Michael Echanis

From Wikipedia, the free encyclopedia - View original article

Michael Echanis
Born(1950-11-16)16 November 1950
Nampa, Idaho
Died8 September 1978(1978-09-08) (aged 27)
Rivas Department, Nicaragua
Years active1969–78
OccupationMartial arts instructor, author
Jump to: navigation, search
Michael Echanis
Born(1950-11-16)16 November 1950
Nampa, Idaho
Died8 September 1978(1978-09-08) (aged 27)
Rivas Department, Nicaragua
Years active1969–78
OccupationMartial arts instructor, author

Michael Dick Echanis (November 16, 1950 – September 8, 1978) was a former enlisted soldier who served in "C" Company, 75th Ranger Regiment Infantry in Vietnam.[1] Following his Vietnam service, Echanis was a martial artist, writer and editor. He died while working as a private security contractor in Nicaragua at the behest of the Nicaraguan National Guard. This account was first reported by Soldier of Fortune Magazine (SOF), which published the article after Echanis' death. Echanis had been the magazine's martial arts editor from 1974–1976.

Early life[edit]

Echanis was born in Nampa, Idaho. He enlisted in the US Army in 1969 upon graduation from Ontario High School.[2] Echanis had long been interested in the military and came from a family where his father, Frank, and his uncles had all served during World War II.

Military service[edit]

Echanis attended basic training at Fort Ord, California and went on to Airborne training at Fort Benning, Georgia. In 1970 he volunteered for duty in Vietnam where he served with Company C (Rgr), 75th Infantry, FFV/USARPAC as a scout-observer.[3]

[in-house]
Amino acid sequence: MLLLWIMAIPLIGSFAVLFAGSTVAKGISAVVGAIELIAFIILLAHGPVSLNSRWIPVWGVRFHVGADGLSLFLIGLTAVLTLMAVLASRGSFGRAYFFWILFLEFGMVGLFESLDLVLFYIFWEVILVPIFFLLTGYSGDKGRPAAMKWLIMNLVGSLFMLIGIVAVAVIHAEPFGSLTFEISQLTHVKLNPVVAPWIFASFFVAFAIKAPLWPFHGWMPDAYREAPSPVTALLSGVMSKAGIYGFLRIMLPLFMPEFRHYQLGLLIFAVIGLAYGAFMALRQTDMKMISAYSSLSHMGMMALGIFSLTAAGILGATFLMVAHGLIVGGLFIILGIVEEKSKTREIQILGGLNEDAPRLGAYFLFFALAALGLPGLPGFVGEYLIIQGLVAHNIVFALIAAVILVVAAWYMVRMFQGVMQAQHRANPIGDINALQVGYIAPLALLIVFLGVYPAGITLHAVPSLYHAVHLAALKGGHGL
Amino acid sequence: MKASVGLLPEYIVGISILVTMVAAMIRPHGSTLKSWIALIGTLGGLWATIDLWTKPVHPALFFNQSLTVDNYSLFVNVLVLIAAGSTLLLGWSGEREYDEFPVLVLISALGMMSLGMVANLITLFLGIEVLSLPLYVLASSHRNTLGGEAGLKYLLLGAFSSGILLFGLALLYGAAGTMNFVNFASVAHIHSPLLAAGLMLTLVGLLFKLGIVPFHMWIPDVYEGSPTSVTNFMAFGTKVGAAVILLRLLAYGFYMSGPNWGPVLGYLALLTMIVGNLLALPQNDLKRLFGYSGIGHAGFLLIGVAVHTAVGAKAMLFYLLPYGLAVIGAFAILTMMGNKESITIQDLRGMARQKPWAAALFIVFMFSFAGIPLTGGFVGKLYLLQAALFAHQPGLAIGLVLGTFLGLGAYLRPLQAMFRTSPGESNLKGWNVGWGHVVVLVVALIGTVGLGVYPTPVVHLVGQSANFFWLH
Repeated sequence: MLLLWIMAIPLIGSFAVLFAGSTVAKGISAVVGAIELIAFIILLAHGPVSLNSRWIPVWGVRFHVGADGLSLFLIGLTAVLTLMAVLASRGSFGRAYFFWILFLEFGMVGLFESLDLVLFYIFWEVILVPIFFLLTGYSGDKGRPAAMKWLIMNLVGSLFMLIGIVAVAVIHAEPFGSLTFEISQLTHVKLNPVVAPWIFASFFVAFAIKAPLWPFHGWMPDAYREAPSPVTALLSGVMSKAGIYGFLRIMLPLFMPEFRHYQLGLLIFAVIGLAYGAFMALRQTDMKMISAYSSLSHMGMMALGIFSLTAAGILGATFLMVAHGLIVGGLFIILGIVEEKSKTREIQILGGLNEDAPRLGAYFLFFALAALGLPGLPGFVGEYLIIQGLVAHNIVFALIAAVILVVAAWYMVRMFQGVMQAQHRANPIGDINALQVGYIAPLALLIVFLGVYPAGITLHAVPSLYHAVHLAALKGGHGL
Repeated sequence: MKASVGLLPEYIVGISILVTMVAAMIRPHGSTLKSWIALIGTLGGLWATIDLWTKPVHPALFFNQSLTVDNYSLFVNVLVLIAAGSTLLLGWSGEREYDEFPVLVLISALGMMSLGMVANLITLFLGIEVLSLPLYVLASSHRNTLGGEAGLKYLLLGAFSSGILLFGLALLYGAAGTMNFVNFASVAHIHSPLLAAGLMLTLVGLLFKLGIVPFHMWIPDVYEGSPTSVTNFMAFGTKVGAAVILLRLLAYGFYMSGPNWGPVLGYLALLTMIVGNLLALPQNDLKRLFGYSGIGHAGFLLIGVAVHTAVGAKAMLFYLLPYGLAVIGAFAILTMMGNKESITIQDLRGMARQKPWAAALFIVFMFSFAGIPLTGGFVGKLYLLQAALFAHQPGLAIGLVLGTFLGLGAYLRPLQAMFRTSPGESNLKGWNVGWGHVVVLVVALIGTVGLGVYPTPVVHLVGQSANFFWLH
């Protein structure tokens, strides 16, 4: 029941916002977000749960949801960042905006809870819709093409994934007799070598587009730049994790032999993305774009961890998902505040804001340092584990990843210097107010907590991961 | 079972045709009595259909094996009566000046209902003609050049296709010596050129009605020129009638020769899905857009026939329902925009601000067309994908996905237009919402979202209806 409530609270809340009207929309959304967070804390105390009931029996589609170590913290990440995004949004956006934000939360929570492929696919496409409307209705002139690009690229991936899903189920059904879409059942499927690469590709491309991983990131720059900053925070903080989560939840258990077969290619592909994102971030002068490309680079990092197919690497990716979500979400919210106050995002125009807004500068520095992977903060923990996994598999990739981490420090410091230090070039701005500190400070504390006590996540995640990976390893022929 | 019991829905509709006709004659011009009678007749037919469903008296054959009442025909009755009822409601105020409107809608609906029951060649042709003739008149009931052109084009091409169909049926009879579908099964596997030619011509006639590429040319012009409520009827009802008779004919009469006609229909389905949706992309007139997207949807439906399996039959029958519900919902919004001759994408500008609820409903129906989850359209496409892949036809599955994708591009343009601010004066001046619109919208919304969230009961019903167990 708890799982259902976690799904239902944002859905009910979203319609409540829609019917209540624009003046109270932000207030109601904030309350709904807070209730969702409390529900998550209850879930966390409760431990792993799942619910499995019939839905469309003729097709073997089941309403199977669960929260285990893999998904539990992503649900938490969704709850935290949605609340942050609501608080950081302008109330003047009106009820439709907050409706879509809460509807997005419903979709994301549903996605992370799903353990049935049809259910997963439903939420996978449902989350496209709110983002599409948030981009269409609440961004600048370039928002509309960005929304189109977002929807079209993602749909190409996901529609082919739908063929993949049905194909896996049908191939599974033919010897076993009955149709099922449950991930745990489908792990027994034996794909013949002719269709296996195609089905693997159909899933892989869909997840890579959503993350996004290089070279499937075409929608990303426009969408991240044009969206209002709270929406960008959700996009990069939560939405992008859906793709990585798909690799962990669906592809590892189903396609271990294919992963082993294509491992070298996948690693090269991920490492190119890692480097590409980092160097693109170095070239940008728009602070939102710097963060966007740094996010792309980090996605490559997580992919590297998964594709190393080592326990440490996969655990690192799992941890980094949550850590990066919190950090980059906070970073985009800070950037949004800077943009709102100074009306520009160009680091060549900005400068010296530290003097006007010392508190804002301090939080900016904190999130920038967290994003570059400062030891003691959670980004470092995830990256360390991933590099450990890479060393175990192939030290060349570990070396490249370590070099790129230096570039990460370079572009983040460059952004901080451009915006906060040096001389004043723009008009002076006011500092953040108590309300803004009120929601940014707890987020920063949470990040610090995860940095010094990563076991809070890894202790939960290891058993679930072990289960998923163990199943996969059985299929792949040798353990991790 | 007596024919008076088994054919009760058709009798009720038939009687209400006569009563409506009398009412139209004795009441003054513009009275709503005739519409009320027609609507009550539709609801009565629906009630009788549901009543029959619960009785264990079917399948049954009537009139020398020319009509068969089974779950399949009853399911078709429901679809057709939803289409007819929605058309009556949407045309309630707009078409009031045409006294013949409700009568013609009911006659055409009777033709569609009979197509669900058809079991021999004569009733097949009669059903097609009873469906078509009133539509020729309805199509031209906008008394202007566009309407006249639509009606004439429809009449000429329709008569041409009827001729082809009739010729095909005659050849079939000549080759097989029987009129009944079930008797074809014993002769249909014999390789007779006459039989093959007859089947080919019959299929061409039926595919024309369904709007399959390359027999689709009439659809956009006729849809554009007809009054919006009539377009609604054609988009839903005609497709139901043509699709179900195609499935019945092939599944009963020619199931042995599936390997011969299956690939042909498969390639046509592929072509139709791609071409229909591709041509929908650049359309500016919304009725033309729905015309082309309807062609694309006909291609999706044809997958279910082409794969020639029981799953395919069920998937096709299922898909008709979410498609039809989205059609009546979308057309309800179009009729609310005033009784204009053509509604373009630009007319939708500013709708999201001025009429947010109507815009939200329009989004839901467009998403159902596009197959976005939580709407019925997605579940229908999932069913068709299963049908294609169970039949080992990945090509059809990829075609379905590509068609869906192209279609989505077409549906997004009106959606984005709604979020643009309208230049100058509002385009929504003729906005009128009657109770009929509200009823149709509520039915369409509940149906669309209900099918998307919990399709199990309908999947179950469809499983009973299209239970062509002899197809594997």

Echanis received the Combat Infantryman Badge (CIB), Purple Heart and Bronze Star with "V" device for actions during a company size NVA ambush in which he is credited with saving the lives of six of his comrades. He was also awarded the Vietnamese Cross of Gallantry.[4] Although severely wounded to include a head wound Echanis was the only soldier capable of fighting back until help arrived in the form of U.S. helicopters. The closing paragraph of the Army's award narrative states:

Spec 4 Echanis' aggressive spirit and undaunted courage were decisive in preventing the anhilation (sic) of the truck and its personnel. His actions, at the risk of his own life, were in the highest traditions of the military and reflect upon himself, his unit, and the United States Army.

His service in the Army was a total of 15 months. He was evacuated stateside to the military hospital in San Francisco where he made a his recovery over a seven month period of time.

Echanis' military record shows during his short military career he did not attend/graduate Ranger School and although he participated in Phase One of the Special Forces Qualification Course he did not, for administrative reasons, progress further than this.

Martial arts[edit]